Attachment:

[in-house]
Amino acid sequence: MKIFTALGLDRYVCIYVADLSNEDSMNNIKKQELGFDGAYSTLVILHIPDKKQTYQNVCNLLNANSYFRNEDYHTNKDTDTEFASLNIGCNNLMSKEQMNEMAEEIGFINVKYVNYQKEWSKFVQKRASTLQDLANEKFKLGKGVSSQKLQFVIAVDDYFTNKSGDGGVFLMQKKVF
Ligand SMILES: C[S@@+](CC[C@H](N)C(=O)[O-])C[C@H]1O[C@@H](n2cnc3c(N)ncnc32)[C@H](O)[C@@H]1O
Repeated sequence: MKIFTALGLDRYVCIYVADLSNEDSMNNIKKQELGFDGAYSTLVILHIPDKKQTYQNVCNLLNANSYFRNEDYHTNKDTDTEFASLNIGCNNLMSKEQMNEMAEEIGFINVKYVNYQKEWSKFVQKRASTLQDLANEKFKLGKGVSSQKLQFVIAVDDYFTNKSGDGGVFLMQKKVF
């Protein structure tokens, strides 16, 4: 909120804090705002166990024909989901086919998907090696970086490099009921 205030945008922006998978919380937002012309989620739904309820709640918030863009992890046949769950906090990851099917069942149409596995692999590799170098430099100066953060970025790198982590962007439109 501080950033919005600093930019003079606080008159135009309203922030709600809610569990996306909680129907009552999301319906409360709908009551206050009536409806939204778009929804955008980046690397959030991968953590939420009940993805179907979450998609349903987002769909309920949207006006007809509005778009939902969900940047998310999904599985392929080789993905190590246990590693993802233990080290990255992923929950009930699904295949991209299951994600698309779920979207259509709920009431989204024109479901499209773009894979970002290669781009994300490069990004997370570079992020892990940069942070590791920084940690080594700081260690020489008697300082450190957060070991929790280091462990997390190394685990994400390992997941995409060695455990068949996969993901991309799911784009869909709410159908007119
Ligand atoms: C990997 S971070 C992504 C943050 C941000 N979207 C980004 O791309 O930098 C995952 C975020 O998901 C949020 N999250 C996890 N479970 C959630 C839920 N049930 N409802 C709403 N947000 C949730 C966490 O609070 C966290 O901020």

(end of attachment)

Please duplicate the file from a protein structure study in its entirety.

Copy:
[in-house]
Amino acid sequence: MKIFTALGLDRYVCIYVADLSNEDSMNNIKKQELGFDGAYSTLVILHIPDKKQTYQNVCNLLNANSYFRNEDYHTNKDTDTEFASLNIGCNNLMSKEQMNEMAEEIGFINVKYVNYQKEWSKFVQKRASTLQDLANEKFKLGKGVSSQKLQFVIAVDDYFTNKSGDGGVFLMQKKVF
Ligand SMILES: C[S@@+](CC[C@H](N)C(=O)[O-])C[C@H]1O[C@@H](n2cnc3c(N)ncnc32)[C@H](O)[C@@H]1O
Repeated sequence: MKIFTALGLDRYVCIYVADLSNEDSMNNIKKQELGFDGAYSTLVILHIPDKKQTYQNVCNLLNANSYFRNEDYHTNKDTDTEFASLNIGCNNLMSKEQMNEMAEEIGFINVKYVNYQKEWSKFVQKRASTLQDLANEKFKLGKGVSSQKLQFVIAVDDYFTNKSGDGGVFLMQKKVF
């Protein structure tokens, strides 16, 4: 909120804090705002166990024909989901086919998907090696970086490099009921 205030945008922006998978919380937002012309989620739904309820709640918030863009992890046949769950906090990851099917069942149409596995692999590799170098430099100066953060970025790198982590962007439109 501080950033919005600093930019003079606080008159135009309203922030709600809610569990996306909680129907009552999301319906409360709908009551206050009536409806939204778009929804955008980046690397959030991968953590939420009940993805179907979450998609349903987002769909309920949207006006007809509005778009939902969900940047998310999904599985392929080789993905190590246990590693993802233990080290990255992923929950009930699904295949991209299951994600698309779920979207259509709920009431989204024109479901499209773009894979970002290669781009994300490069990004997370570079992020892990940069942070590791920084940690080594700081260690020489008697300082450190957060070991929790280091462990997390190394685990994400390992997941995409060695455990068949996969993901991309799911784009869909709410159908007119
Ligand atoms: C990997 S971070 C992504 C943050 C941000 N979207 C980004 O791309 O930098 C995952 C975020 O998901 C949020 N999250 C996890 N479970 C959630 C839920 N049930 N409802 C709403 N947000 C949730 C966490 O609070 C966290 O901020």